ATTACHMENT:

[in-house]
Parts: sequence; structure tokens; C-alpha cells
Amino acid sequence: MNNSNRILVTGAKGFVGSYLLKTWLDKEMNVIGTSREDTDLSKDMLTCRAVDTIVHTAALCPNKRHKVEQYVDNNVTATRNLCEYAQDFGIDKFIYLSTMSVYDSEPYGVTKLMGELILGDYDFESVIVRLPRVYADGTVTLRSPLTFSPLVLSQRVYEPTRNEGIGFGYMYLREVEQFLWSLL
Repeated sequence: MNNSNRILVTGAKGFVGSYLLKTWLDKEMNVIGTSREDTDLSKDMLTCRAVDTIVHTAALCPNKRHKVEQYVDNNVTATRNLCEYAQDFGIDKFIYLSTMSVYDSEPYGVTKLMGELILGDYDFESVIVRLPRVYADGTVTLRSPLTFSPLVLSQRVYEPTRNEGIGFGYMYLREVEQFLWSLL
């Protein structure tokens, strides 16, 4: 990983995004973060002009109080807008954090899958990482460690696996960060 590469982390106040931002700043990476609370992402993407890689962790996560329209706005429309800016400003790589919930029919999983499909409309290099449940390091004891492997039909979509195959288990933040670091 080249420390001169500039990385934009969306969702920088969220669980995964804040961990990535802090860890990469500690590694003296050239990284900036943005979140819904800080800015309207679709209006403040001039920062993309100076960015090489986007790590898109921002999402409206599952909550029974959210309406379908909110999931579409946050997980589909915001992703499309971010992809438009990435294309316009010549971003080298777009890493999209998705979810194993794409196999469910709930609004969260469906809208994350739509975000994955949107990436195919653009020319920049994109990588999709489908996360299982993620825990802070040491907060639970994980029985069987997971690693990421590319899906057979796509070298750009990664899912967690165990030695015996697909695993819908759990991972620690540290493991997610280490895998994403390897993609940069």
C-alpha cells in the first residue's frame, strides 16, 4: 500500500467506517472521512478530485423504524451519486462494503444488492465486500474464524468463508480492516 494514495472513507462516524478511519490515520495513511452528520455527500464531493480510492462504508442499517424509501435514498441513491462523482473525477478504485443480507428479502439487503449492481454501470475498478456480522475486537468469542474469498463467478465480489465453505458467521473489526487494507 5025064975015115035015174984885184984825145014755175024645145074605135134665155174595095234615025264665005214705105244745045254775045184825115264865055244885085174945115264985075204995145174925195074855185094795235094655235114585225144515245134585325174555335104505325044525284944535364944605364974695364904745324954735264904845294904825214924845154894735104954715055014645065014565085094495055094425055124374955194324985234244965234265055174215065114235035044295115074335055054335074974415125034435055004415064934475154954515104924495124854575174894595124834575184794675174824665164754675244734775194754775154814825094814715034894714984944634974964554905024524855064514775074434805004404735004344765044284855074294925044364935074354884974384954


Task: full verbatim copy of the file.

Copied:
[in-house]
Parts: sequence; structure tokens; C-alpha cells
Amino acid sequence: MNNSNRILVTGAKGFVGSYLLKTWLDKEMNVIGTSREDTDLSKDMLTCRAVDTIVHTAALCPNKRHKVEQYVDNNVTATRNLCEYAQDFGIDKFIYLSTMSVYDSEPYGVTKLMGELILGDYDFESVIVRLPRVYADGTVTLRSPLTFSPLVLSQRVYEPTRNEGIGFGYMYLREVEQFLWSLL
Repeated sequence: MNNSNRILVTGAKGFVGSYLLKTWLDKEMNVIGTSREDTDLSKDMLTCRAVDTIVHTAALCPNKRHKVEQYVDNNVTATRNLCEYAQDFGIDKFIYLSTMSVYDSEPYGVTKLMGELILGDYDFESVIVRLPRVYADGTVTLRSPLTFSPLVLSQRVYEPTRNEGIGFGYMYLREVEQFLWSLL
């Protein structure tokens, strides 16, 4: 990983995004973060002009109080807008954090899958990482460690696996960060 590469982390106040931002700043990476609370992402993407890689962790996560329209706005429309800016400003790589919930029919999983499909409309290099449940390091004891492997039909979509195959288990933040670091 080249420390001169500039990385934009969306969702920088969220669980995964804040961990990535802090860890990469500690590694003296050239990284900036943005979140819904800080800015309207679709209006403040001039920062993309100076960015090489986007790590898109921002999402409206599952909550029974959210309406379908909110999931579409946050997980589909915001992703499309971010992809438009990435294309316009010549971003080298777009890493999209998705979810194993794409196999469910709930609004969260469906809208994350739509975000994955949107990436195919653009020319920049994109990588999709489908996360299982993620825990802070040491907060639970994980029985069987997971690693990421590319899906057979796509070298750009990664899912967690165990030695015996697909695993819908759990991972620690540290493991997610280490895998994403390897993609940069």
C-alpha cells in the first residue's frame, strides 16, 4: 500500500467506517472521512478530485423504524451519486462494503444488492465486500474464524468463508480492516 494514495472513507462516524478511519490515520495513511452528520455527500464531493480510492462504508442499517424509501435514498441513491462523482473525477478504485443480507428479502439487503449492481454501470475498478456480522475486537468469542474469498463467478465480489465453505458467521473489526487494507 5025064975015115035015174984885184984825145014755175024645145074605135134665155174595095234615025264665005214705105244745045254775045184825115264865055244885085174945115264985075204995145174925195074855185094795235094655235114585225144515245134585325174555335104505325044525284944535364944605364974695364904745324954735264904845294904825214924845154894735104954715055014645065014565085094495055094425055124374955194324985234244965234265055174215065114235035044295115074335055054335074974415125034435055004415064934475154954515104924495124854575174894595124834575184794675174824665164754675244734775194754775154814825094814715034894714984944634974964554905024524855064514775074434805004404735004344765044284855074294925044364935074354884974384954